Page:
CRS Report: More Funding Needed to Maintain Pell Awards
"Additional funding may still be required in order to maintain the current eligibility parameters of the [Pell Grant] program in FY2012," according to a new Congressional Research Service (CRS) report.
Congress provided $17 billion in mandatory funding to shore up the Pell Grant program as part of the Budget Control Act of 2011 (BCA), but it may not be enough. The additional mandatory funds will make it easier to maintain the $5,550 maximum Pell, because lawmakers won't have to designate as much discretionary funding to the program to maintain the maximum award.
As Congress looks at ways to cut spending, the recent growth of the Pell Grant Program has drawn attention from many Republican lawmakers looking to make drastic cuts in entitlement programs and federal student aid. The Pell program has grown from roughly 6 million students in 2008 to an anticipated 9.4 million students in 2012-13. The federal government is expected to distribute $36.5 billion to 8.9 million students for the 2010-11 award year. Recent negotiations indicate that some members of Congress will look at implementing an income threshold or graduated allowances to reduce the cost of program without harming the neediest students.
"As a long-term strategy, Congress could consider ways to change the distribution of overall benefits by targeting aid to the most needy students or by revising the program's award rules and eligibility parameters," the report states.
The CRS report, "Federal Pell Grant Program of the Higher Education Act: Background, Recent Changes, and Current Legislative Issues," states that a rise in the number of eligible applicants, legislative changes that have expanded the program's eligibility requirements and a bad economy have all contributed to the rapid growth of the program.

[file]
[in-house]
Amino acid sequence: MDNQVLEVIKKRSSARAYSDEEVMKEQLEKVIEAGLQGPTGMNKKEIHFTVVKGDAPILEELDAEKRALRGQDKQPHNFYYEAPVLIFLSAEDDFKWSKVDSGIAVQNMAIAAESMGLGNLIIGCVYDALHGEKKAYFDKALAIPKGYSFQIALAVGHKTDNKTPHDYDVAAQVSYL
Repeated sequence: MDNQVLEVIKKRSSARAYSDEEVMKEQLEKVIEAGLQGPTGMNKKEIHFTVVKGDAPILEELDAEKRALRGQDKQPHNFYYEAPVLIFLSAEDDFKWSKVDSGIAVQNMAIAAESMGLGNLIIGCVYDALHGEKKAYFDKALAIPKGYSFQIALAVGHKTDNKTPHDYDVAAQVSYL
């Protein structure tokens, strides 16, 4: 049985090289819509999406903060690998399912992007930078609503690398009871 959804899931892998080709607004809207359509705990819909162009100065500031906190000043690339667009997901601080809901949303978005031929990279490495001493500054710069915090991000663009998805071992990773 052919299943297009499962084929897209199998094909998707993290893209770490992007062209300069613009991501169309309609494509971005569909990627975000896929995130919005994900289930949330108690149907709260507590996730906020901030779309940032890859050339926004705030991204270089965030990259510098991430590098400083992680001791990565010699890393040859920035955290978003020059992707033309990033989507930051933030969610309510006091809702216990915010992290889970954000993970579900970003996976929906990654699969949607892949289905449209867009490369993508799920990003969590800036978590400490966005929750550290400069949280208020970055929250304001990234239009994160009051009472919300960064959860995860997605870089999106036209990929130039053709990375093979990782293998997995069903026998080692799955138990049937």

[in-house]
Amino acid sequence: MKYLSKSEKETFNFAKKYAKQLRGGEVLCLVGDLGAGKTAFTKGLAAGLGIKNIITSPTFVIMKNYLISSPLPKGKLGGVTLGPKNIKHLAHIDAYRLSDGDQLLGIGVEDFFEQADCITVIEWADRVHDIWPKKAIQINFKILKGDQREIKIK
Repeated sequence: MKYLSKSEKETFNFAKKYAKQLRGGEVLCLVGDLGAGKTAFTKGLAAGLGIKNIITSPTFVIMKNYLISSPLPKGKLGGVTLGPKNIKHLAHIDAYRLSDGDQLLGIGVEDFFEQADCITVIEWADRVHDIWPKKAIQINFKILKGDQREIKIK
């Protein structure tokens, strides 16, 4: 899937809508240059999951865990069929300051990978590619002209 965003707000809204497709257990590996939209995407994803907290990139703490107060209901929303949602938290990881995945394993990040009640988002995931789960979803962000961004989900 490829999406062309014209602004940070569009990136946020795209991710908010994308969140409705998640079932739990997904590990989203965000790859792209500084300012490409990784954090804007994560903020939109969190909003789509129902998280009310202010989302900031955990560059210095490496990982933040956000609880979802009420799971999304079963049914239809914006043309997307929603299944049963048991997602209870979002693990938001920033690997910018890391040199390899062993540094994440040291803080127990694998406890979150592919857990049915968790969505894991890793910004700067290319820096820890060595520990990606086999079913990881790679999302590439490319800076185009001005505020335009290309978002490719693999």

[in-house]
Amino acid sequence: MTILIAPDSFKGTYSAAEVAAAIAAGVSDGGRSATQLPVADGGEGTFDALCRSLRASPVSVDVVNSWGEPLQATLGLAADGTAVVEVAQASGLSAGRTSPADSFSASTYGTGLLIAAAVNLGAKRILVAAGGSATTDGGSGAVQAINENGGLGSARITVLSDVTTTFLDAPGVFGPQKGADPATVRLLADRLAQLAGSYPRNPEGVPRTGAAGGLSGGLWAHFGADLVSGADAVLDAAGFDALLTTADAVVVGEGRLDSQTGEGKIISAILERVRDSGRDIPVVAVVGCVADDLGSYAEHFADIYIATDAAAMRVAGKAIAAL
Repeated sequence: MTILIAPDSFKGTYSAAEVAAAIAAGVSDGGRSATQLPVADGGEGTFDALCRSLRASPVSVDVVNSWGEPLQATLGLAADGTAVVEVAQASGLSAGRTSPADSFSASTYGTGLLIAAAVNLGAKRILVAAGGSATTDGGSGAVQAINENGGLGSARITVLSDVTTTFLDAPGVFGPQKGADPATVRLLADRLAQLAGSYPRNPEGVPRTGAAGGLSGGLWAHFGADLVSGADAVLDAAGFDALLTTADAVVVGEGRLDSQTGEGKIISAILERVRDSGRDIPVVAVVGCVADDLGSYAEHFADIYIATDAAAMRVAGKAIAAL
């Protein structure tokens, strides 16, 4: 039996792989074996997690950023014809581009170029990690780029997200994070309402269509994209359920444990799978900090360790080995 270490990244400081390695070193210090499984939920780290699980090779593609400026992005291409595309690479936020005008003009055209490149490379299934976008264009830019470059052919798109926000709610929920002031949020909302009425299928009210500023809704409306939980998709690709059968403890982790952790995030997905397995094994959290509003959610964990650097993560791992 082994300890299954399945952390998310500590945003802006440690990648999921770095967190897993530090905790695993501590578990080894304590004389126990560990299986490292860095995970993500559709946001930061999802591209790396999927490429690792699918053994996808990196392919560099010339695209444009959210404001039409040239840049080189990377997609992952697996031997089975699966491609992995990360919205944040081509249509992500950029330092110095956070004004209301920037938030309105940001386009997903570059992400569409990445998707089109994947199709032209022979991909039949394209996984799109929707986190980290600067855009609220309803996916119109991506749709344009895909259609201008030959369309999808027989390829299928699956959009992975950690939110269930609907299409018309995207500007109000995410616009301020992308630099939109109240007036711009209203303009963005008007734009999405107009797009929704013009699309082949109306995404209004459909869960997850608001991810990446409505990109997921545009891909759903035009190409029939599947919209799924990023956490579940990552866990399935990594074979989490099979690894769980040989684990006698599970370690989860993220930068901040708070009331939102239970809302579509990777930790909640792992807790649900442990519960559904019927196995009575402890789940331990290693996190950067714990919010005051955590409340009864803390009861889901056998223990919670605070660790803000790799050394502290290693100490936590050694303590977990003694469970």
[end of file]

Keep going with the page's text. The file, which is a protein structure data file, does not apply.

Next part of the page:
Despite the increasing cost, the average purchasing power of the Pell Grant has declined over recent years. The total maximum award of $5,550 is expected to cover approximately 34 percent of the average tuition, fees, room, and board at public four-year institutions. The purchasing power of the Pell Grant was at its peak relative to average college costs during the 1970s, when the maximum covered nearly 80 percent of college costs at a four-year public institution.
Though there is no absolute income threshold that determines who is eligible or ineligible for a Pell Grant award, Pell Grant recipients are primarily low-income. In FY2008 (AY2008-09), an estimated 62 percent of dependent Pell Grant recipients had a total family income at or below $30,000, according to the CRS report. An estimated 83 percent of independent Pell Grant recipients had a total income at or below $30,000. A small percentage of Pell Grant awards, though smaller than the average award, go to mid- and high-income families.
The Pell Grant program's budgetary problems, however, are complicated. Congress has turned to creative funding mechanisms to plug Pell Grant program shortfalls over the past few years by enacting a number of legislative amendments and policies that have created a mish-mash of discretionary and mandatory funding to support the program.
Currently the $5,550 maximum award is funded through $4,860 from discretionary funds and $690 from mandatory funds. Discretionary funding is set by Congress through the annual appropriations process and provides the majority of the program's funding. However, mandatory funding has played a growing role in the program since 2007, when Congress created a new mandatory "add-on" to be added to the discretionary amount.
The Budget Control Act provides similar "add-on" mandatory funding on top of the program's discretionary allocations. The bill takes away student loan subsidies for graduate students and directs those funds to the Pell Grant program. Student loan funding comes from the mandatory side of the budget.
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